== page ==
The usual PS1 fixed-point jittering and texture perspective issues are here in all their glory, and they sometimes converge to make the track geometry maddeningly indistinct. I can’t blame Namco for that, but it does impact the game, and I wish it didn’t. If you watched some of the linked video, you’ve probably seen moments in which I totally misjudge a turn, and the lack of visual clarity plays at least some role in that (but also, I’m not very good at the game, and haven’t yet memorized the courses). I‘m looking forward to playing later entries in the series (Ridge Racer 7 and Ridge Racer PSP in particular) and getting to experience Ridge Racer on hardware that can accurately and smoothly render 3D models and textures (i.e. not the PS1 or DS).
I knew going in that R4 was stylish, but I didn’t know that it had a surprisingly in-depth story mode. R4 doesn’t just share visual trappings with Persona 4 – it also presents its story in a way that brought to mind some Persona social links. The French team’s story revolves around a young woman navigating – and ultimately coming to terms with – her arranged career, arranged marriage, and transparent daddy issues. The Japanese team’s manager is initially hostile, but slowly warms to you. He eventually opens up about his guilt over his role in the death of his friend and teammate Giuliano (who turns out to be the son of the hardass Italian team manager). In the surprisingly (for a racing game) poetic epilogue, he comes to terms with the incident, and decides to race again. The team managers reference your performance, and assign you cars based on their budget allocations and confidence in your abilities. Also, just in case you forgot that R4 came out in 1998: you receive fan faxes. R4’s stories are nothing profound, but they’re oddly compelling.
I, of course, have to mention R4’s fantastic soundtrack, which draws from a wide variety of influences to produce an iconic mix that nicely complements the game’s visual style. The title track (“One More Win”) is remixed throughout the game, including the aforementioned intro, the course data theme, the climactic final course theme, and the catchy house remix featured in the credits. The menu theme does a great job of getting you hyped to race. I could highlight practically any of the course themes, but in the interest of brevity, Your Vibe, Lucid Rhythms, Burnin’ Rubber, and Quiet Curves are favourites.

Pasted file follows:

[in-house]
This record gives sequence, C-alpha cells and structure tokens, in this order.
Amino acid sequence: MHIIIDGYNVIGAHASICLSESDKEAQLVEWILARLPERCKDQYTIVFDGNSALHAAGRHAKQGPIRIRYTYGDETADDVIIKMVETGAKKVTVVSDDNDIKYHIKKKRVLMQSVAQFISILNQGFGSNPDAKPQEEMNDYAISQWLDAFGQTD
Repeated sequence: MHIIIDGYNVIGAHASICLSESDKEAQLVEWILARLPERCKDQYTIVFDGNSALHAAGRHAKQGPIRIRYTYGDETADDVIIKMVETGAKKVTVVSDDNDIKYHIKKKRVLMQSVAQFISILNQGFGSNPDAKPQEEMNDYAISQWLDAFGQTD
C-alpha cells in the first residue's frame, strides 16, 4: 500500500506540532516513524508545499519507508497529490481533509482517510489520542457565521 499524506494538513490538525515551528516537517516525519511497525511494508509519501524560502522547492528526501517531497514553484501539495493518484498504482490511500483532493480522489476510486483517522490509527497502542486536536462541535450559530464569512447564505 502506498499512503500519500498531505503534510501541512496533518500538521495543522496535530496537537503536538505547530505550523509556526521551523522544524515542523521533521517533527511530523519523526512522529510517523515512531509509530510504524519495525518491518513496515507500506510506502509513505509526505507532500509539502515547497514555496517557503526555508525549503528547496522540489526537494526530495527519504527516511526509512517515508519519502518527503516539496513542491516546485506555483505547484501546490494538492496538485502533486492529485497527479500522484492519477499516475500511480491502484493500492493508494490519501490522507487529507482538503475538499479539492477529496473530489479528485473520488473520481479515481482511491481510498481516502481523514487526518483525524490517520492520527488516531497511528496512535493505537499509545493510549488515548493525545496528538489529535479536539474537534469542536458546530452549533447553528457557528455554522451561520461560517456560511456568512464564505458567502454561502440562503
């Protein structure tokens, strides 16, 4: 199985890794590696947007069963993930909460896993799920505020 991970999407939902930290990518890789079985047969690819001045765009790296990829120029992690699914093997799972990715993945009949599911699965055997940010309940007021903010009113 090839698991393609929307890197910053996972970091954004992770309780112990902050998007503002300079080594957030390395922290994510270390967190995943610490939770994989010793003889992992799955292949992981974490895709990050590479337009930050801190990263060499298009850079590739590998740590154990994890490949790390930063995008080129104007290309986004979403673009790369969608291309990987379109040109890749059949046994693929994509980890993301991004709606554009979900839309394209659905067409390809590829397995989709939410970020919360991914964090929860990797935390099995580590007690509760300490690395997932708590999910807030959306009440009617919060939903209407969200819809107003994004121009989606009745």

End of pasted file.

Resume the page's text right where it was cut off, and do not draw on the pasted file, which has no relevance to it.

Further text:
While I’m sure no control method will ever rival the Jogcon (which I’d love to try and probably never will), I think the Vita’s nimble, low-travel analog stick is very well-suited to R4. When I booted the game on the PS3 to capture footage, I ended up using the imperfect d-pad in lieu of the comparatively-sluggish-feeling DualShock 3 analog stick. R4 benefits a lot from analog control, and the Vita’s analog stick provides a nice compromise between immediacy and granularity.
R4 has been a welcome reminder that – despite my lack of engagement with the genre – I do actually care about racing; I just don’t care about cars. I’m sure Ridge Racer’s irreverent and slapdash approach to cars makes it feel archaic to many accustomed to a genre that’s consolidated around realistic car enthusiasm, but to me, it’s a breath of fresh air. I don’t need fanatically-modelled licensed cars I’ve never heard of; I don’t want to master racing lines or meticulously tune car parts for maximum performance around the Nürburgring; I just want to select automatic transmission and hold down the accelerator and do ridiculous drifts around hairpin corners. I get that out of Mario Kart, and I suppose I could still get that out of the recent Ridge Racer games, but it seems like arcade racing is mostly a relic of the past. Here’s hoping Drift Stage and 90’s Arcade Racer reignite the genre.